Contrary to popular belief, vertigo in itself is not a disease. It is a symptom that can be indicative of various underlying conditions. Vertigo describes the sensation of spinning, wherein you feel like your surroundings are in a state of motion or you yourself are moving, when in fact everything is stationary. Although used to describe dizziness and light headedness, vertigo specifically refers to that sensation of movement.
In most cases, the cause can be traced to disorders that affect the vestibular system. This can include structures of the inner ear and the vestibular nerve, as well as brain structures such as the cerebellum. 93% of cases fall into this category and are described as peripheral vertigo. In other cases, vertigo may originate from disorders that affect the central nervous system, which includes the brain and spinal cord. However, identifying the underlying cause and measuring the risk can be tricky because of the wide range of health conditions that can cause vertigo.
Vertigo Warning Signs that You Should Never Ignore
Although the occasional bout of vertigo is usually non-threatening, it can sometimes be indicative of a serious underlying health condition. If it occurs when you stand suddenly or if you haven’t eaten all day, it’s most likely nothing to worry about. However, vertigo can sometimes be a warning sign of undiagnosed health conditions like hypertension, hearing loss, vestibular migraines, heart disease, or tumors. It can be hard to tell when vertigo is serious. If you’re unsure, look for accompanying symptoms that can be indicative of a more serious health condition. Here are some of those vertigo warning signs that you should be watchful for.
Extreme Nausea and Vomiting
Although vertigo in itself is rarely worrying, it’s quite a different matter when you also experience nausea and vomiting. Profuse vomiting can lead to severe dehydration, but the symptom is in itself worrying. When vertigo is accompanied by nausea and vomiting, it could be connected to vestibular migraines, Meniere’s disease, or meningitis. In most cases, the nausea and vomiting may be brought on by the experience of vertigo itself. In such situations, vestibular suppressants and anti-emetics usually suffice as treatment. Urgent attention is warranted however, as in rare cases it can be indicative of a life-threatening condition like cerebellar hemorrhage. When diagnosed quickly and dealt with appropriately, such conditions are highly treatable.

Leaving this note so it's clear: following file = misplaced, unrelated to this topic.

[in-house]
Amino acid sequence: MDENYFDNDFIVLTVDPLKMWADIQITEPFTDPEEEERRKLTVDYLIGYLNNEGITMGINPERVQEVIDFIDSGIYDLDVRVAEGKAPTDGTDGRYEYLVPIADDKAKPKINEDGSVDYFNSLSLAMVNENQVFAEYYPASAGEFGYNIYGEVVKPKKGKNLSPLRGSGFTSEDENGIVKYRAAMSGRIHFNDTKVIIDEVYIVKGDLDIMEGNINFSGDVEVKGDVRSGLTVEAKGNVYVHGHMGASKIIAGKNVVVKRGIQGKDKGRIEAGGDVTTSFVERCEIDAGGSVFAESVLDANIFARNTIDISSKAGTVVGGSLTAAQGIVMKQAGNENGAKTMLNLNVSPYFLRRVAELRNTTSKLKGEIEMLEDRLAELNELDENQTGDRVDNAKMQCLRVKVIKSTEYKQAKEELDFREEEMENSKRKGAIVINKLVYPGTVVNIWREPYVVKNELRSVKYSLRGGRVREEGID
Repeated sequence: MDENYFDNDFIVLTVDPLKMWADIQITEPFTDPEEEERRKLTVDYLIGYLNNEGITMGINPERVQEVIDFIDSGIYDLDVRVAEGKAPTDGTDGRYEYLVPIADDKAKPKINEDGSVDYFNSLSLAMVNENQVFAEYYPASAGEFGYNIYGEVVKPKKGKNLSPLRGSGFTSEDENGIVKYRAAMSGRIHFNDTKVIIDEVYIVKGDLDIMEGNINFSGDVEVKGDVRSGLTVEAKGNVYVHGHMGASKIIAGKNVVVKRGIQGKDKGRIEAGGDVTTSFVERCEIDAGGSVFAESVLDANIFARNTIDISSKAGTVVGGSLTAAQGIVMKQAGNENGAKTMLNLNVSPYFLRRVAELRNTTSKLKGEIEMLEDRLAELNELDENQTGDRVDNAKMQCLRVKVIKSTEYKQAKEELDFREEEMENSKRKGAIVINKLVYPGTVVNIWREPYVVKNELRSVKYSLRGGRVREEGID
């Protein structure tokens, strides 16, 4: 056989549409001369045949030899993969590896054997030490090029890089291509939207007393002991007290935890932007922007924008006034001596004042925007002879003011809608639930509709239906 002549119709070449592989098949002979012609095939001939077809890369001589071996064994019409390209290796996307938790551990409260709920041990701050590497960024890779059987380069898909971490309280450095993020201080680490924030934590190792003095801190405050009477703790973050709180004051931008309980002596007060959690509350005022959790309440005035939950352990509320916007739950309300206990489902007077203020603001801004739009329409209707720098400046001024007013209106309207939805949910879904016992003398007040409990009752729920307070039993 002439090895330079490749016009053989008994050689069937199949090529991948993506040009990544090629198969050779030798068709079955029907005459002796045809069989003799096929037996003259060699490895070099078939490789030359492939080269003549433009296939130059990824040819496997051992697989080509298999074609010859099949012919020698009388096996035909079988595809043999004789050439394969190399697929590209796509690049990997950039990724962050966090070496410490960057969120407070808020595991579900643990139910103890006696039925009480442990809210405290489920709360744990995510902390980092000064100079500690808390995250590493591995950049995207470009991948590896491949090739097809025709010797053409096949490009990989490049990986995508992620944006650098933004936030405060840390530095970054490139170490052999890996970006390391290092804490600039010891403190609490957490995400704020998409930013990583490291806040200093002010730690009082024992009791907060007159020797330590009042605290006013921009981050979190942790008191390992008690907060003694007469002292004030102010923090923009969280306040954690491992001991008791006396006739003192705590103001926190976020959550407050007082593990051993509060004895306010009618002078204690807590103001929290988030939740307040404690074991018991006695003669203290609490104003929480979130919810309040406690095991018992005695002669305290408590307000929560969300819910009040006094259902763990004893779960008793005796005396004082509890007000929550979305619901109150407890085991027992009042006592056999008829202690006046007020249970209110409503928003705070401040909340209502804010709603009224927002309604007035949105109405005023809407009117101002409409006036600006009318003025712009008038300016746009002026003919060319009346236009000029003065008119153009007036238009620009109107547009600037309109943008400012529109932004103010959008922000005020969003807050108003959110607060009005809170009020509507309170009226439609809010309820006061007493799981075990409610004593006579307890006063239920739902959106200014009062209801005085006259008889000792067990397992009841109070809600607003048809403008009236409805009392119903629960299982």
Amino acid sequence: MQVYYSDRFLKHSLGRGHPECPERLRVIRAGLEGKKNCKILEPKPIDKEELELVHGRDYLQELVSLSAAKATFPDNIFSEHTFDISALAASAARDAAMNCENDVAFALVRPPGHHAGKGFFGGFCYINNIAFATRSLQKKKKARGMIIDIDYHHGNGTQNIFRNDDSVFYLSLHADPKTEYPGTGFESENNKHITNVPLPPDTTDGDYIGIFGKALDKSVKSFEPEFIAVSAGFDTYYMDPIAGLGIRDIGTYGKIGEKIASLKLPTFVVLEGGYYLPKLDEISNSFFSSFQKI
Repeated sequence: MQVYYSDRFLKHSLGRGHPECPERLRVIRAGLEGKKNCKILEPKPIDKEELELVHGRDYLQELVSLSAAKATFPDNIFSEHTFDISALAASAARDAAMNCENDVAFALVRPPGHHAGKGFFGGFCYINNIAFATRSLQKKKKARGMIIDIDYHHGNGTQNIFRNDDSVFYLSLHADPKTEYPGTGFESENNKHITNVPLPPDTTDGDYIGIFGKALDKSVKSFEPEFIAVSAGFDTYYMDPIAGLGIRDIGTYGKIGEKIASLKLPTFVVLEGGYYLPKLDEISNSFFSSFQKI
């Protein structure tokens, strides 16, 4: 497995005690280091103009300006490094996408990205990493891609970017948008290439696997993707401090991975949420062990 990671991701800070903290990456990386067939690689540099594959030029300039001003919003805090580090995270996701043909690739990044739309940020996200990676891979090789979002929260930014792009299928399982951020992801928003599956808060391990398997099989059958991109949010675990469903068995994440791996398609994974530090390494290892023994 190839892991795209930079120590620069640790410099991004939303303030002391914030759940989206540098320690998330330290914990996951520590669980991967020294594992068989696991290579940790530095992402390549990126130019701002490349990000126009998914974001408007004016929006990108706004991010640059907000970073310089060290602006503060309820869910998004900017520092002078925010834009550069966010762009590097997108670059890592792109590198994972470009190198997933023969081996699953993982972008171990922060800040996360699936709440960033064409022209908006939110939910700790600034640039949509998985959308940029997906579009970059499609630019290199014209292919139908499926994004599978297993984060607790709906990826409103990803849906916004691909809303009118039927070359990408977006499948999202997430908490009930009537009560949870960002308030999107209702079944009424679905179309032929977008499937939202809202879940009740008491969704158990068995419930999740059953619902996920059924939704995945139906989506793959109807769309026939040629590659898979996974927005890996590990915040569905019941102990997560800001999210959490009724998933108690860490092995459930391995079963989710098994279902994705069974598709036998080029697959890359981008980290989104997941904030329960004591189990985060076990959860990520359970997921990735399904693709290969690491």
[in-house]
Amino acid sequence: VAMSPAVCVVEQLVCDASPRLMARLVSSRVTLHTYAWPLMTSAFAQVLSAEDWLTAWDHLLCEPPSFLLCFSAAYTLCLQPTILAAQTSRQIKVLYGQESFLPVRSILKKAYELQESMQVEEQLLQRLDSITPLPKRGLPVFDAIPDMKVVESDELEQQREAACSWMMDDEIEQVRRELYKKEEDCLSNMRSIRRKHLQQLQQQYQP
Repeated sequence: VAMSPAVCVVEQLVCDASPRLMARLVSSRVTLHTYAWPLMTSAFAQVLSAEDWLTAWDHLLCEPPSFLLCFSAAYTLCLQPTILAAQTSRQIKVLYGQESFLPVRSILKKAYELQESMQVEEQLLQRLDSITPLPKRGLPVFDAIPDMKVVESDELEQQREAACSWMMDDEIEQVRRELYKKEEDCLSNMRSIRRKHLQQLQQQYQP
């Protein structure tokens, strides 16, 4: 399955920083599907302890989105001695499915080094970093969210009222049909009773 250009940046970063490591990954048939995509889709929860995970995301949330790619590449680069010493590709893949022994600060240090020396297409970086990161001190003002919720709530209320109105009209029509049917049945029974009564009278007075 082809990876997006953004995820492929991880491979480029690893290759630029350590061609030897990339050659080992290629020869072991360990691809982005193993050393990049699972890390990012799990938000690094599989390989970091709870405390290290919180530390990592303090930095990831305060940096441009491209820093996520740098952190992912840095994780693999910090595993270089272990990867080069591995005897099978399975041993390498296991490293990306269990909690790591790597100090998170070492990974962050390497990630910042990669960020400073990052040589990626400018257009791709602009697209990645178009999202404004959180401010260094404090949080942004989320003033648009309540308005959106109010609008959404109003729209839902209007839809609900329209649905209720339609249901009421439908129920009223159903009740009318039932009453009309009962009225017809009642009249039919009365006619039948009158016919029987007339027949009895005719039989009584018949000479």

Suffered a Head Injury
Many of us tend to ignore head injuries if there is no visible damage or blood loss. However, the absence of a surface wound does not rule out the risk of internal injury. If your experience of vertigo follows a head injury, it could be a sign of serious trauma. This likelihood is even higher if you experienced a loss of consciousness at the time of impact. Medical attention should be sought immediately, as symptoms like vertigo can often surface much later. Either way, vertigo following a head injury is a definite warning sign that you need emergency medical care. There is a high risk of concussion, injury to the vestibular system, or of internal bleeding. Benign paroxysmal positional vertigo (BPPV) is perhaps the most common type of vestibular pathologic condition that surfaces following head injuries, affecting around 28% of patients.
Fever and Neck Stiffness or Pain
As is the case with many of these accompanying symptoms, they can be indicative of conditions that are non-threatening. However, they should be treated as serious because of more threatening conditions that display similar symptoms. While labyrinthitis or vestibular neuritis, which is an inflammatory condition of the inner ear, is the most common cause of vertigo with fever and neck stiffness, it can also be indicative of a more serious condition – meningitis. Meningitis can be caused by both bacterial and viral infections and describes the condition of inflammation that affects membranes surrounding the brain and spinal cord. If not treated promptly, meningitis can cause permanent damage and can even be fatal. This is why you should seek immediate medical care when fever and neck stiffness accompanies vertigo, especially if the fever exceeds 102 degrees. Meningitis may also be accompanied by other symptoms such as nausea and vomiting, skin rashes, and seizures.
Chest Pain or Discomfort
As you probably know, chest pain is worrying even when it occurs in isolation because of its association with heart disease. When you experience chest pain or discomfort alongside vertigo it is even more disturbing, as this is a strong sign of heart disease or an impending heart attack. Although this may sound terrifying, heart attacks can be treated effectively if medical attention is provided promptly. Because of the huge disparity in success or survival rates when dealt with swiftly, it is imperative that you seek emergency medical care as soon as you experience such symptoms. In addition to vertigo and chest pain, it is also likely that you could experience other symptoms such as shortness of breath.